Enduring War: Stories of What We've Learned is an edifying volume that is not exactly lacking in timeliness: Have war stories ever been irrelevant? But this is not a volume to be read with self-righteousness; the lessons from world conflict are never easy to swallow. As Manoa reveals, war always seems to exist on the periphery of our consciousness, something that happened "over there" or "back then." The photographic images of Darfur refugees may not be graphic or shocking, but they do capture the feeling and pain that can easily get lost in the drone of the media. In his introduction, Editor Frank Stewart quotes the novelist Carlos Fuentes: "Literature makes real what history forgot." The task of literature, then, is to uncover the truth that the makers of history (and war) will find unpleasant.
The diverse fiction selection includes the meta-narrative, "The Story that Got Away," by Shahaduz Zaman. Ostensibly about the writer's difficulty writing the tale of a glorious warrior in Bangladesh's war of independence, the story reveals the shades of gray in warfare, even when couched in noble goals. "Heartless Willy," by Leo Litwak, is the story of a Jewish boy from an assimilated Dutch family who sees through Hitler's relocation tactics but is indifferent to the plight of refugees from the East. When an Orthodox family from Poland takes refuge in his Amsterdam home, he is presented the chance to learn compassion and take a stand. On a personal and a historical level, the outcome is nevertheless harrowing.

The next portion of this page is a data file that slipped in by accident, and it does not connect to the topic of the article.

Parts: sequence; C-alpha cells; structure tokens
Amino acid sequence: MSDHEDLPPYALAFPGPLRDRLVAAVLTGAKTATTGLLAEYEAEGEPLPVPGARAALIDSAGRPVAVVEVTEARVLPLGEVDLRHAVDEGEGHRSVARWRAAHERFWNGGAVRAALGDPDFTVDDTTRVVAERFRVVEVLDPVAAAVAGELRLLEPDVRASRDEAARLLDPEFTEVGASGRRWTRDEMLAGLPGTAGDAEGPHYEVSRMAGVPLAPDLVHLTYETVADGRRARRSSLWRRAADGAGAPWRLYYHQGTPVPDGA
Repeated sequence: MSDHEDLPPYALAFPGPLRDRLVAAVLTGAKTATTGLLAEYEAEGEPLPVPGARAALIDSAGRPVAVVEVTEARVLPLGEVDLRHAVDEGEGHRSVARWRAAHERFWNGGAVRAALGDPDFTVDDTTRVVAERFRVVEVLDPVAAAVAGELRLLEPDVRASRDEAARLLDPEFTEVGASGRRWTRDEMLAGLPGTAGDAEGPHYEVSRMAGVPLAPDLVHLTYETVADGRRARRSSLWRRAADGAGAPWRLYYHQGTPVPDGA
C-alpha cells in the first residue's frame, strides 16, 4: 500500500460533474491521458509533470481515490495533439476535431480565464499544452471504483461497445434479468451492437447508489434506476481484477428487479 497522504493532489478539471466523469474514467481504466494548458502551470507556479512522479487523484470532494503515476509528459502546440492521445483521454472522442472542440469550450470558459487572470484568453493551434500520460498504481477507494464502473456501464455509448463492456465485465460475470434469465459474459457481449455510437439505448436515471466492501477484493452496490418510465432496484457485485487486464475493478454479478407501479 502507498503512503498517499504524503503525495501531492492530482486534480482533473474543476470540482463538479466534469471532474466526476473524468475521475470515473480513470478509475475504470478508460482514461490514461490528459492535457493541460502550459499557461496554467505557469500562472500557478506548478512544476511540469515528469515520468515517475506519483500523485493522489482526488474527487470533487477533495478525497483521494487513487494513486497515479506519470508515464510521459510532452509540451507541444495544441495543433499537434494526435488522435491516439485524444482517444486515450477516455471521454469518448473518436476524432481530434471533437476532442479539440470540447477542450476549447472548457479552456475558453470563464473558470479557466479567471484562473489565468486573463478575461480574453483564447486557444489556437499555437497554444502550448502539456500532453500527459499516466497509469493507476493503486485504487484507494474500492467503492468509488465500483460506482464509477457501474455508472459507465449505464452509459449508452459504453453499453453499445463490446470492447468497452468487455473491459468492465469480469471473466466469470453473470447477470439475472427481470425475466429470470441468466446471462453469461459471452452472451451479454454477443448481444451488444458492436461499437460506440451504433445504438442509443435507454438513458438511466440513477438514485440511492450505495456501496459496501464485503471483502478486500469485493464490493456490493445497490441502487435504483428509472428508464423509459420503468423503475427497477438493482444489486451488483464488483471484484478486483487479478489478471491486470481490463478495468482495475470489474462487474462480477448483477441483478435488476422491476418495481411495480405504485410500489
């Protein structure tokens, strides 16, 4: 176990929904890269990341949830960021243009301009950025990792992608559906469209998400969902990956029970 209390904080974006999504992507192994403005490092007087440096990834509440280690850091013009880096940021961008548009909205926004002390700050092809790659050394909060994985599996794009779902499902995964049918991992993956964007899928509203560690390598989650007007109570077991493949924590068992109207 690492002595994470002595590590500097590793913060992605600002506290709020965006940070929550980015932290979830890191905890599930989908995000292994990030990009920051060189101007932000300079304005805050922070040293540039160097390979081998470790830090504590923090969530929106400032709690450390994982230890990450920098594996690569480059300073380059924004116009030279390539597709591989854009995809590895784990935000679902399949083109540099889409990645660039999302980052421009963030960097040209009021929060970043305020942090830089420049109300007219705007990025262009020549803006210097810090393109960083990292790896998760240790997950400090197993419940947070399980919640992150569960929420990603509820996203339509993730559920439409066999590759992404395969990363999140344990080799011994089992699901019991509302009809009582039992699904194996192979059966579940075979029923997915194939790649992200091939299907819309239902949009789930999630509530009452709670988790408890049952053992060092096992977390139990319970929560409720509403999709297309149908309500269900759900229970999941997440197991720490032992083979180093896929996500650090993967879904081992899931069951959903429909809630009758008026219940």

More controversial is David Shulman's "On Being Unfree," a non-fiction account of tensions in Palestine. Through nonviolent, direct action, Shulman and his group, Ta'ayush ("Arab-Jewish Partnership"), protest against Israeli encroachments on the West Bank – defending Palestinian shepherds against mob violence, dismantling roadblocks that soldiers will easily rebuild – often, he admits, with no hope of affecting change. "You can always look the other way; you can easily rationalize doing nothing, or even doing something utterly wrong," he writes. "And yet all of us long to be free. As for me, I will protest what Israel is doing to these innocent people even if no one hears and no one cares." Absent is the view, commonly presented in the US media, that animosity goes in the other direction as well, and that Israelis have legitimate reason to fear for their lives. Rather than respond directly to that view, Shulman stays true to empirical instinct and implies that militarism and division are the problem and not the solution. It's a conflict, like all of those scrutinized in Manoa, without easy answers – and therein lies the burden for all of us.